Project365, Flickr, and more

My friend Jessica showed me the Project 365 iPhone app (iTunes link) which inspired me to finally try my hand at Project 365 this year. In a nutshell, it’s taking one picture for every day of the year so that at the end of the year, I have a picture diary. The main hurdle that kept me from partaking in it previously was the effort involved not in taking pictures, but plugging in my camera every day and downloading the picture from it. Now, thanks to the iPhone and the ease of uploading to flickr from it, the workflow is streamlined enough for it to only take a minute or two.

The first step is to take the picture, which can be done directly through the Project365 app, but I typically take a picture using a separate iPhone app (Camerabag or ShakeIt) and just pick that picture from the library.

Then, I send it to my flickr upload-by-email address. There’s more information on it here on flickr’s site. Anything I send to that email address will get uploaded to my flickr account.

Finally, I created a set for Project365 in Flickr to organize all my pictures. It’s the most manual part of it because I need to move individual pictures into there, but really, it’s not so hard to do it in batch every week or so.

As a bonus, I also have flickr2twitter activated on my flickr account, which gives me a second email address that I can email pictures to. Any pictures I send there will not only be uploaded to my flickr, but a tweet will also be created out of my subject line with a link to the picture. That way, I can tweet pictures but still have it hosted on my flickr account instead of it being lost somewhere in twitpic or some other server.

Got my first roll of film developed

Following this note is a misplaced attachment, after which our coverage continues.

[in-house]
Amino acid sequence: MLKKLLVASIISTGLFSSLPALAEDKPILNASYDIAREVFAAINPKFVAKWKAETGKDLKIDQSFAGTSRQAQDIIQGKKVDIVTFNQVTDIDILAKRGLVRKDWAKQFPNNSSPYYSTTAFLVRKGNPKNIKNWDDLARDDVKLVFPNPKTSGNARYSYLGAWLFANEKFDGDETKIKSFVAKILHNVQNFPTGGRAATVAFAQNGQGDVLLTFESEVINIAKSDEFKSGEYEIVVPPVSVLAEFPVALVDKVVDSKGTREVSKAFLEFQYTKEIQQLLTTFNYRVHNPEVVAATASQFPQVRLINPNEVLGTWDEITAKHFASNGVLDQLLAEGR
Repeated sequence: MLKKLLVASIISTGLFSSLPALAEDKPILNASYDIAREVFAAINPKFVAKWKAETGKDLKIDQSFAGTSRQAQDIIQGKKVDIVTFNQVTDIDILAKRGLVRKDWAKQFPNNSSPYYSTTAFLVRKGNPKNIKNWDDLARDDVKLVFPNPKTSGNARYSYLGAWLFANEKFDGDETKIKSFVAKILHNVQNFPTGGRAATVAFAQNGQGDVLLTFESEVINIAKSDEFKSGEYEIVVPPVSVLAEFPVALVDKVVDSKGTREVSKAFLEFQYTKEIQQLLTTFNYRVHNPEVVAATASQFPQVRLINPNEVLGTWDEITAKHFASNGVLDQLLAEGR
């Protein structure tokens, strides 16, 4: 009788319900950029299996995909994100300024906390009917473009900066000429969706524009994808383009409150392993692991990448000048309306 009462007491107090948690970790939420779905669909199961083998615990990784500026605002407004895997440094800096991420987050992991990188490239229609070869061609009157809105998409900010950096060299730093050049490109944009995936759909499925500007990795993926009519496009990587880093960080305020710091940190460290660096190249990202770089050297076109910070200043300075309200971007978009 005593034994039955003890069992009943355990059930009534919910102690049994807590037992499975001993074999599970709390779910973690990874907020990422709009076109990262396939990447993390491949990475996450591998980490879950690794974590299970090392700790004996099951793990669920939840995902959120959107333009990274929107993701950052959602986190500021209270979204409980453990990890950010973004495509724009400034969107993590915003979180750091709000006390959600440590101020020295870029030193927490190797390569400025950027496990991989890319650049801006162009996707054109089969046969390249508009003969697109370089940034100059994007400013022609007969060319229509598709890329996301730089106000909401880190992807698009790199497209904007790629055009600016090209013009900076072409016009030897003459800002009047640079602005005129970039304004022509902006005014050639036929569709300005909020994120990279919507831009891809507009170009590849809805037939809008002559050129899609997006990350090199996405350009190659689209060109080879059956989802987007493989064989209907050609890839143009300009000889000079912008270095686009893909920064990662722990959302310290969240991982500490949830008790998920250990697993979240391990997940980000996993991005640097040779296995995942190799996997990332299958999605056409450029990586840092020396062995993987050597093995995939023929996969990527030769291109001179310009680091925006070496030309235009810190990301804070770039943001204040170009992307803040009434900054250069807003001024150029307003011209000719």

Driving into the donut hole

I dropped my first roll of film off at CVS. It was mostly a test roll to make sure my 35mm camera was working. It is. I also learned that I don’t ever want to go to CVS to get prints again. Why?

  • They didn’t know what dpi their machine scanned in negatives as.
  • Even though they charged me for 1 hour service, when I came back 4 hours after, they had JUST gotten the prints out of the machine.
  • The photo center employees know nothing about what they’re doing.
  • I guess they scan the negatives into a machine at a super low dpi, post-process it for you, and then print it out of the machine at a crappy resolution.

The last point really discourages me from returning to CVS. If they’re going to develop the negatives, scan it into a machine, alter it digitally, and then print it out of the machine at a crappy resolution, I might as well just do that at home.

I think I’m going to have to find somewhere local to get my film developed, and then eventually buy a negatives scanner so I can scan the negatives in myself. It sucks that I’ll need to get a new scanner though. I wanted to use my all-in-one printer/scanner, but the above picture was what came out of a scan and as you can see, the quality of the scanner part of this all-in-one is not so good.

My Photography Setup

Some people have asked me what I use to take my food pictures lately. I’m still using the Nikon D40 I got last year, but I got a new toy from the BF for Christmas this year: the Lowel EGO fluorescent light. It was a bit tricky to put together, and feels flimsy considering the price, but man, the light it gives off is fantastic for taking pictures. The BF and I really noticed a difference the first time we used it. It also comes with a reflector board so you don’t actually need two light sources if you want to minimize shadows.

He also got me the Lowel EGO Sweep Table-top Background Support Stand & Colored Paper Backgrounds which I use for the back drops. It’s small so it’s perfect for food pictures and easy to put away when you’re done. I could probably make something like it using poster board and butcher paper from the office supply store, but it’s nice to have it with minimum fuss.